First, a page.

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#Filthy…In a Good Way • Ayron Jones and The Way’s “Dream”

No Comments Alternative Blues hip hop Punk rock

Ayron Jones and The Way out of Seattle, WA is on to something …

What can you say about finding an unknown regional performer that puts a unique mark on a genre in
a way that makes you sit up and go, “Well this is new” In relative recent memory Stevie Ray Vaughn and his spin on the blues comes to mind. It could potentially be Beck’s Odelay or even Rage Against the Machine’s debut album. Perhaps the most recent would be the 1997 Radiohead album, OK Computer.
All fine albums that when you first heard them, it made you want to listen to them again immediately
because you couldn’t believe what you heard the first time. The question; is it really all that recent?
Ayron Jones and The Way out of Seattle, WA is on to something. Their first album Dream was released November 2, 2013. They are so new that Ayron Jones and The Way haven’t toured outside of the
northwest of America but, don’t take regional success as an indicator of a lack of talent. They are slowly building momentum and have already been featured on the show, Band of Seattle, played on local influential independent radio station KEXP. In addition, they had the privilege of opening for the blue’s supreme living legend BB King March 3 of this year at the famous Seattle Moore Theater.

Crowd_surfing2

The Hip-Hop infusion seems to be more of a partial, unconscious essence than a direct implication.

Ayron’s playing is sometimes compared to Jimi Hendrix, simply because Jimi is associated with Seattle, and it is true that Hendrix’s influences are apparent to some extent at times. Not necessarily a bad person to be compared to yet, I certainly hear a lot more SRV than Jimi. However, there is a lot more here. The influences and personal experiences of the group are deeper than that. There is Rock, Punk, Blues, Funk, and even, dare I say it, shades and brush-strokes of Hip-Hop; but, not in the usual overt ways that have been used by some artists. The Hip-Hop infusion seems to be more of a partial,
unconscious essence than a direct implication. Ayron himself has said that his three most influential
albums are; Stevie Ray Vaughn’s In Step, Nirvana’s Nevermind, and Funkadelic’s Maggot Brain. In his words, “If you take the Rock & Soul from Funkadelic, Punk of Nirvana, and the Blues from Stevie Ray Vaughn you get Ayron Jones and The Way.

… a fast, furious, mean, nasty, in-your-face, brute force cyclone for two minutes and thirty-one seconds.

The first track I was introduced to was “Baptized In Muddy Water”. After the first listening, it comes across as a straight up blues tune. The thing is that there really is a lot more going on after listening to this song a couple more times. The next sampling that I listened to was “Feedin’ From the Devil’s Hand”, and it absolutely was an exhilarating shock! Utilizing soft, loud, soft, turn the speakers to 11, a soul sucker-punching guitar solo, Roger Daltrey-esque scream, and end it with a distortion fade-out! I get chills every time I listen to it. Another strong effort is what could possibly be a new stadium rocker “Can’t Stop the Rain”. (Ayron is a proud ‘12th Man’…That’s a Seattle Seahawk fan for you non-sports types.) With a machine-gun staccato guitar riff throughout, it’s a fast, furious, mean, nasty, in-your-face, brute force cyclone for two minutes and thirty-one seconds. “On Two Feet I Stand” is the excruciating heartbreak and redemption song that gives one hope and strength that everything is going to be okay in the end.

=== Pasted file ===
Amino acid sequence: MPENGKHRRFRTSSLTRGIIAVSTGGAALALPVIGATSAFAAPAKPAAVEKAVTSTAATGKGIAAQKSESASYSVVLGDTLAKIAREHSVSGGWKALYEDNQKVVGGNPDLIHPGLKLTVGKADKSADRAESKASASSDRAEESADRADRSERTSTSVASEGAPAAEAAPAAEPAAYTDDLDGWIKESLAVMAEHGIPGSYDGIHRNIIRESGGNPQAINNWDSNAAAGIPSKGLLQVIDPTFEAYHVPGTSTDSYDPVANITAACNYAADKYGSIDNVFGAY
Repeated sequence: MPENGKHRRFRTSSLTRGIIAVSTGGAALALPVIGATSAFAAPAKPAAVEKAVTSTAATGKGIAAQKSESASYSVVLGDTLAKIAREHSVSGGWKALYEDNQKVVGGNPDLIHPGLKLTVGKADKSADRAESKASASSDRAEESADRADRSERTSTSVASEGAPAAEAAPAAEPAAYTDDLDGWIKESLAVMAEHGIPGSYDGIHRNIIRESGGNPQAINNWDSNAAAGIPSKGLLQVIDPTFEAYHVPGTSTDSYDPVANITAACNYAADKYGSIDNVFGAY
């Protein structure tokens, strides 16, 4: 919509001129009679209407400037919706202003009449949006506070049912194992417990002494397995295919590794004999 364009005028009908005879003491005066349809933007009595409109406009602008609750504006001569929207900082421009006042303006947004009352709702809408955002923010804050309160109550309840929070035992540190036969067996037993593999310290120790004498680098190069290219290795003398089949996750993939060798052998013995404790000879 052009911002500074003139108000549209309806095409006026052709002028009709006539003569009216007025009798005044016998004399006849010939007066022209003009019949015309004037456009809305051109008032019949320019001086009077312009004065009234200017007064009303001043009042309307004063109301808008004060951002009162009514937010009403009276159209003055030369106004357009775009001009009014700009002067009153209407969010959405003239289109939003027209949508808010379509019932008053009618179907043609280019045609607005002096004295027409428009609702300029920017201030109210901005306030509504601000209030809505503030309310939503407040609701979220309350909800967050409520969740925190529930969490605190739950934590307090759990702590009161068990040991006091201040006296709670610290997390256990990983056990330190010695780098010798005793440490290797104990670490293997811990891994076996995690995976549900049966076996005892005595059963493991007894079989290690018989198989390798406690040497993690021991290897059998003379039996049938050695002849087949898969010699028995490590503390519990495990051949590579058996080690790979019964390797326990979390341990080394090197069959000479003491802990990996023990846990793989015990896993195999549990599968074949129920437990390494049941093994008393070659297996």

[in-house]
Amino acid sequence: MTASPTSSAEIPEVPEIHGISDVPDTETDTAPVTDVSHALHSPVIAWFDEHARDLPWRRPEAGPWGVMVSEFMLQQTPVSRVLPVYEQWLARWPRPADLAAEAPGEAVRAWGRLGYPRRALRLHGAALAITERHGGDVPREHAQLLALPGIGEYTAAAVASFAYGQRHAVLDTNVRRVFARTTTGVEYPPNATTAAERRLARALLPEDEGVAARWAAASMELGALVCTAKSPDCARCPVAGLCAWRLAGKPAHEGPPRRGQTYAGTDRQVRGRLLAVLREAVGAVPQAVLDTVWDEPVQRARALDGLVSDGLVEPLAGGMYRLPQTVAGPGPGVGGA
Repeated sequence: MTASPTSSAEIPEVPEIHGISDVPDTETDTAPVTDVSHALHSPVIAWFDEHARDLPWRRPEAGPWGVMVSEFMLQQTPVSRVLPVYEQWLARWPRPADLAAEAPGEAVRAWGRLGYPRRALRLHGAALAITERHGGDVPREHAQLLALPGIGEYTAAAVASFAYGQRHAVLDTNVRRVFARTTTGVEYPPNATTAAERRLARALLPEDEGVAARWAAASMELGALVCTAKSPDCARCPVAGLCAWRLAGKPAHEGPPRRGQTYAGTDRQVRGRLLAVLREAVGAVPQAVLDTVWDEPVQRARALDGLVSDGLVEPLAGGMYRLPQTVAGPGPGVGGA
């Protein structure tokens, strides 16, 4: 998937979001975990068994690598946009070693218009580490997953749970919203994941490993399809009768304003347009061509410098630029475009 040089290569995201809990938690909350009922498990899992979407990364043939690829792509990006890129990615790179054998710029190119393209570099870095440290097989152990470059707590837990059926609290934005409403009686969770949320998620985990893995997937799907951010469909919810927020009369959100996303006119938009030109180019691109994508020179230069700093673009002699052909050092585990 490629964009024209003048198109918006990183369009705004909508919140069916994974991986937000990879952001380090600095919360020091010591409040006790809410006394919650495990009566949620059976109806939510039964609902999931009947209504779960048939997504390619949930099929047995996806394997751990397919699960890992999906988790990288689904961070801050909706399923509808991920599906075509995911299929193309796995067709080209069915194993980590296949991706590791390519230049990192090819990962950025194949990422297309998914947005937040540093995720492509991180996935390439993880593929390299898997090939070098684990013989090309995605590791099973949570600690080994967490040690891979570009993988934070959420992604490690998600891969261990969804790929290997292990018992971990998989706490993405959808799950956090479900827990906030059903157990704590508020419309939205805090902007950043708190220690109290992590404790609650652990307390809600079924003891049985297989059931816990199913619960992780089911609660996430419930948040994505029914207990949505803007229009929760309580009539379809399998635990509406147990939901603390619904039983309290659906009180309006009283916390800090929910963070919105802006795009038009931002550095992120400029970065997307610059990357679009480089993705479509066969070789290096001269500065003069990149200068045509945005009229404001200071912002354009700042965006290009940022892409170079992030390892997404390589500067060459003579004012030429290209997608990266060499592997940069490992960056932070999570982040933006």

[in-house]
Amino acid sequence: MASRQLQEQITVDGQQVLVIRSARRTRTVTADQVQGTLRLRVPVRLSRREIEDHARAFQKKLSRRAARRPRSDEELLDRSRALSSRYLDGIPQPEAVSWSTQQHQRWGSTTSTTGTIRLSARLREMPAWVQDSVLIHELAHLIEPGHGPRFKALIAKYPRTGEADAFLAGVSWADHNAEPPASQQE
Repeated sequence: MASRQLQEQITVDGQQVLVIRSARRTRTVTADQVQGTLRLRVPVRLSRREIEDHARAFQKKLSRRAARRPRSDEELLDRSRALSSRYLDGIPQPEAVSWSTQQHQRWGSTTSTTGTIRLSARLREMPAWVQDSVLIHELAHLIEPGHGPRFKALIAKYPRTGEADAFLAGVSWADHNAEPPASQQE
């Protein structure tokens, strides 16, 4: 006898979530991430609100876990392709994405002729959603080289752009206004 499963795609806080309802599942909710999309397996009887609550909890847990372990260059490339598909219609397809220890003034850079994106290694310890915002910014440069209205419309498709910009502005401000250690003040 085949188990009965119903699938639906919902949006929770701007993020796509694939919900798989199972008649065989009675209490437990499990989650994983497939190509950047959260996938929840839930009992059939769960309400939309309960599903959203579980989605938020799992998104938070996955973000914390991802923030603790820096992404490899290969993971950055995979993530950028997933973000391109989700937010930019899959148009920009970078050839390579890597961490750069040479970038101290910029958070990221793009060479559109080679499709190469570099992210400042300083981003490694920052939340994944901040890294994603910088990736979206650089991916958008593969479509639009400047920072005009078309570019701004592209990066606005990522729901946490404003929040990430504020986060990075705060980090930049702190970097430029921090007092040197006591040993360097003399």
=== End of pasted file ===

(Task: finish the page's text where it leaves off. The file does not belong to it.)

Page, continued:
2013 Bumbershoot

In all, this album is an amazing first effort. Produced by Grammy Winner Sir-Mix-A-Lot, he says that he doesn’t produce music just for money, that he has to love what he hears and be a fan of the band first. He says of his first hearing of Ayron Jones & The Way, “it took about fifteen minutes for that to happen…Seriously.” Mix states that they initially recorded the album at multiple studios (twice), and eventually decided to do it in his personal recording studio. All that he needed to add to his equipment was a couple of nice compressors. He ran them one-to-one to capture a warm sound, and now it sounds like a very nice live album.

Want more from Ayron Jones and The Way? Of course you do, please feel free to further your trip of the awesome right here.

Special kilScene Contributor
Hunter MacLeod

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